When Portlanders think of children and families, in addition to schools, they don't think just jobs and taxes. When they think of images of landscape that manifest our city, they don't think just Mt. Hood and the rivers. When they think of recreation—of enriching the spirit and exercising the body—they don't think just coffee and jogging. When they think of gardens, they don't think just weeds and rain. When Portlanders think of public safety, they don't think just police and fire.
Parks. Portlanders think of parks. Enlightened citizens of old-world cities look to their buildings and human history for their sense of place; here we look to our landscape and natural history.
"It is becoming more clearly realized," wrote a visitor 100 years ago," that every inhabitant owes to his or her city certain duties. Among them is that of making the city more beautiful to live and work in. [And, ] while there are many things which may contribute to the beauty of a great city, one of the greatest is a comprehensive system of parks and parkways." That visitor was John Charles Olmsted. [End Page 114]
In the fall of 1843, on their way upriver from Fort Vancouver to Oregon City, Asa Lovejoy and William Overton climbed out of their canoe at a spot called "the clearing" at what may, for them, have been a place to recover from the work of paddling upstream, to take lunch or, more prosaically, a rest stop. Whatever their reasons for stopping, before they pushed off again they decided to found a town. Here in a parklike setting, they commenced Portland's first city plan.
Through much of the first third of the city's history, when it came to providing people with parks, we by and large played a wait-and-see game. Yes, Daniel Lownsdale deeded his long stretch of property as a combination promenade ground, park blocks, and fire break. And a few other Portlanders followed suit with their own gifts of land for future parks. Even the city council, in 1871, bought its own first park land, the 40 acres that would become Washington Park.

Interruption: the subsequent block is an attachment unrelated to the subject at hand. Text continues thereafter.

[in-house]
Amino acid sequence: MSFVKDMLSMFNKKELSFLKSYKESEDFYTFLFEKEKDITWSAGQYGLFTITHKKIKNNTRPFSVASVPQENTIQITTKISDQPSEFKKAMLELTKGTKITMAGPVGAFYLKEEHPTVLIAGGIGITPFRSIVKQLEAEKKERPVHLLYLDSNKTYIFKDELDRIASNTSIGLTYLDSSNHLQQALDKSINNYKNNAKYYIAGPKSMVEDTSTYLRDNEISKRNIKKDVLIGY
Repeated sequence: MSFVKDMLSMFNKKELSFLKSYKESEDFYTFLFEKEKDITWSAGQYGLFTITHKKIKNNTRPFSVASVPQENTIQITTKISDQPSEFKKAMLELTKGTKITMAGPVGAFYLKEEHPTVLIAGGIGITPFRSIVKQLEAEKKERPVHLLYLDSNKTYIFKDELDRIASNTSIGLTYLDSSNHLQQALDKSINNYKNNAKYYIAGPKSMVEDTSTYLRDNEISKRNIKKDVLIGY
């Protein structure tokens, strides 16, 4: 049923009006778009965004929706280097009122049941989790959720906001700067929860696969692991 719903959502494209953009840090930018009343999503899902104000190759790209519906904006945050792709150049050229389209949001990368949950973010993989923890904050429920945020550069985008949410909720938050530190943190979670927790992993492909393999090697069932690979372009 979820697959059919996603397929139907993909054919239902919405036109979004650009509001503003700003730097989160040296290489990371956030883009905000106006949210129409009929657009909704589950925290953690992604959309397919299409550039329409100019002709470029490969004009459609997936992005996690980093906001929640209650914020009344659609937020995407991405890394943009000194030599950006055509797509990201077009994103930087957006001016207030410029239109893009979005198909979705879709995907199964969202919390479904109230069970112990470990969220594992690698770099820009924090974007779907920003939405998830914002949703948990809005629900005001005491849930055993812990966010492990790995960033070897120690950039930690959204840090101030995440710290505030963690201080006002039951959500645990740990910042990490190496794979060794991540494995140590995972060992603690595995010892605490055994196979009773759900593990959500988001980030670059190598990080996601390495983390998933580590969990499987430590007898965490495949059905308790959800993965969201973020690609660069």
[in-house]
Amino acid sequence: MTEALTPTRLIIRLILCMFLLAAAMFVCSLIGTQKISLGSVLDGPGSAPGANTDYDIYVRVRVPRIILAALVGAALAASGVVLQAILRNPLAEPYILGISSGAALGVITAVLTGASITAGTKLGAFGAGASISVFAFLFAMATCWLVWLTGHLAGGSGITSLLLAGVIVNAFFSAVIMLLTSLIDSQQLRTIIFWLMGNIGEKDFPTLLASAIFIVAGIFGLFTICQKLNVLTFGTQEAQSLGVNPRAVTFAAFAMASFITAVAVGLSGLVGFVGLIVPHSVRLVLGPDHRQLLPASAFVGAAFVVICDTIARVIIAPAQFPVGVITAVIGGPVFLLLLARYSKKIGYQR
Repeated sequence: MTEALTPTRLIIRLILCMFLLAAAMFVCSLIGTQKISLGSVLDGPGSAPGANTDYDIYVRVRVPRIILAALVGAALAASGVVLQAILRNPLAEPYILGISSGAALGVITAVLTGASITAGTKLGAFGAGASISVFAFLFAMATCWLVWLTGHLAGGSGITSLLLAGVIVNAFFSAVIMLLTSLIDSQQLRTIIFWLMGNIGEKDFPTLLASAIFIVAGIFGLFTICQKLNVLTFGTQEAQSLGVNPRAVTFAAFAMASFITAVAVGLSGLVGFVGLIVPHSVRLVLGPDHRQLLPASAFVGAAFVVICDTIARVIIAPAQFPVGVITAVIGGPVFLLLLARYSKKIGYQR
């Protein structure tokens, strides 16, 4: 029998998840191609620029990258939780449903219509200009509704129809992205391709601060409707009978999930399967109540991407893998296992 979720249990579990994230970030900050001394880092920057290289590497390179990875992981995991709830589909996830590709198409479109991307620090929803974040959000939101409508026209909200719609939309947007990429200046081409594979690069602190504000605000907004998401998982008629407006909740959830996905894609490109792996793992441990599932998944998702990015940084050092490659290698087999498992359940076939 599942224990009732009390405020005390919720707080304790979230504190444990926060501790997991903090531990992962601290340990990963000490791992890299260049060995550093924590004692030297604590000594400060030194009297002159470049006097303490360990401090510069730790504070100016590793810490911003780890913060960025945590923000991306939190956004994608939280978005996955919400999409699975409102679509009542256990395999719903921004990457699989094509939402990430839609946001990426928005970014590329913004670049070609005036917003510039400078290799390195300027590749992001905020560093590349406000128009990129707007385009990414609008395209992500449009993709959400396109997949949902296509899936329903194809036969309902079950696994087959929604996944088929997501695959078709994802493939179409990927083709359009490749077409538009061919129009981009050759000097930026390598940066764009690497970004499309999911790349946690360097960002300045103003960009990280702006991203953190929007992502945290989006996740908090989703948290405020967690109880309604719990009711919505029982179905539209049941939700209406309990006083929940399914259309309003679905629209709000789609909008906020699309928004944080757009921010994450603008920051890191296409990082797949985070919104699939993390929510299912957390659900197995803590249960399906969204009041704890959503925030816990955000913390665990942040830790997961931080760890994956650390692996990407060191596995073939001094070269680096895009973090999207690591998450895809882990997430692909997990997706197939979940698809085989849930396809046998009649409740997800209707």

But by and large, the city was—as we'd say today—"park deficient." As the 20th century dawned, three irrepressibly inexhaustible men—Rev. Thomas Lamb Eliot, banker Col. L. L. Hawkins, and architect Ion Lewis—took matters into their own hands and decided that Portlanders could no longer simply rely for recreation on their surrounding but rapidly disappearing forests. These three wise men acted on their belief that the city had to make a concerted effort to create a viable park system matching the city's vaunted sense of itself as a refined and livable community. They led an effort to establish a park board whose role, they saw, was to zealously promote the growth of Portland's parks. Then they decided to bring in the best planner to give them a vision, a path to follow, for building a true park system.
Meanwhile, another group of Portlanders was making even bigger plans: a world's fair for Portland to celebrate the 1905 centennial of the Lewis and Clark expedition. The modestly titled "Lewis and Clark Centennial and American Pacific Exposition and Oriental Fair" would be a Portland extravaganza that would, its directors confidently predicted, propel the city into the new century with a boldness equal to the expectations of the emerging American economy. And, just as the park board needed expert advice on laying out parks, the fair board needed someone to lay out the fairgrounds. Rev. Eliot [End Page 115] was sent east, with $10,000 he'd helped raise, to obtain the services of the best parks and fairgrounds designer he could find.
In early April 1903, a distinguished-looking Easterner—well-dressed, bearded, and with an earnest air of haste and deliberateness—stepped off the train at Union Station, just downriver from Lovejoy's "clearing." John Charles Olmsted, landscape architect and planner, was met by Col. Hawkins and Ion Lewis and, seated in Hawkins' carriage named "Jupiter," commenced a tour of Portland. As with his stepfather F. L...